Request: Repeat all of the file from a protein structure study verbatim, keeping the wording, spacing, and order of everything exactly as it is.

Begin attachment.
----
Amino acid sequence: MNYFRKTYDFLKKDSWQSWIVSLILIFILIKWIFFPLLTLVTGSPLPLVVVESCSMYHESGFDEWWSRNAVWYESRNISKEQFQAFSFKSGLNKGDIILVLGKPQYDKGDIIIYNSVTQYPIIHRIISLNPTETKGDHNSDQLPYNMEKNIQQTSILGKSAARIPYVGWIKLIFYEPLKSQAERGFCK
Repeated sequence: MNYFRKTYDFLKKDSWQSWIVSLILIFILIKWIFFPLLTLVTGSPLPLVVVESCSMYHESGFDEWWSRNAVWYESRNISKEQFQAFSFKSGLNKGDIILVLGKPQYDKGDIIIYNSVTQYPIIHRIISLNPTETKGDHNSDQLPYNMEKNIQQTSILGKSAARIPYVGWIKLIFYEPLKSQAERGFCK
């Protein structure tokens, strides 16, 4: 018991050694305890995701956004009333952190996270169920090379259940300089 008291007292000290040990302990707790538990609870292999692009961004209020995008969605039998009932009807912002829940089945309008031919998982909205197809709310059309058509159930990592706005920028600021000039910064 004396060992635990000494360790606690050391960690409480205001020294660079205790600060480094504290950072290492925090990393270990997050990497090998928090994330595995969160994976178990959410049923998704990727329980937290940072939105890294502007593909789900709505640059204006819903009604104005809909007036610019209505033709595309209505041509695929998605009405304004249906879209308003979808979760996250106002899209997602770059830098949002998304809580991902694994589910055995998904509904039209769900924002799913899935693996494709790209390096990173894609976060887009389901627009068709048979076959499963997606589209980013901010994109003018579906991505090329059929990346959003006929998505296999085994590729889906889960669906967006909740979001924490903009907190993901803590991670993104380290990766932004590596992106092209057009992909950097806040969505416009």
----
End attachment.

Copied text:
Amino acid sequence: MNYFRKTYDFLKKDSWQSWIVSLILIFILIKWIFFPLLTLVTGSPLPLVVVESCSMYHESGFDEWWSRNAVWYESRNISKEQFQAFSFKSGLNKGDIILVLGKPQYDKGDIIIYNSVTQYPIIHRIISLNPTETKGDHNSDQLPYNMEKNIQQTSILGKSAARIPYVGWIKLIFYEPLKSQAERGFCK
Repeated sequence: MNYFRKTYDFLKKDSWQSWIVSLILIFILIKWIFFPLLTLVTGSPLPLVVVESCSMYHESGFDEWWSRNAVWYESRNISKEQFQAFSFKSGLNKGDIILVLGKPQYDKGDIIIYNSVTQYPIIHRIISLNPTETKGDHNSDQLPYNMEKNIQQTSILGKSAARIPYVGWIKLIFYEPLKSQAERGFCK
């Protein structure tokens, strides 16, 4: 018991050694305890995701956004009333952190996270169920090379259940300089 008291007292000290040990302990707790538990609870292999692009961004209020995008969605039998009932009807912002829940089945309008031919998982909205197809709310059309058509159930990592706005920028600021000039910064 004396060992635990000494360790606690050391960690409480205001020294660079205790600060480094504290950072290492925090990393270990997050990497090998928090994330595995969160994976178990959410049923998704990727329980937290940072939105890294502007593909789900709505640059204006819903009604104005809909007036610019209505033709595309209505041509695929998605009405304004249906879209308003979808979760996250106002899209997602770059830098949002998304809580991902694994589910055995998904509904039209769900924002799913899935693996494709790209390096990173894609976060887009389901627009068709048979076959499963997606589209980013901010994109003018579906991505090329059929990346959003006929998505296999085994590729889906889960669906967006909740979001924490903009907190993901803590991670993104380290990766932004590596992106092209057009992909950097806040969505416009």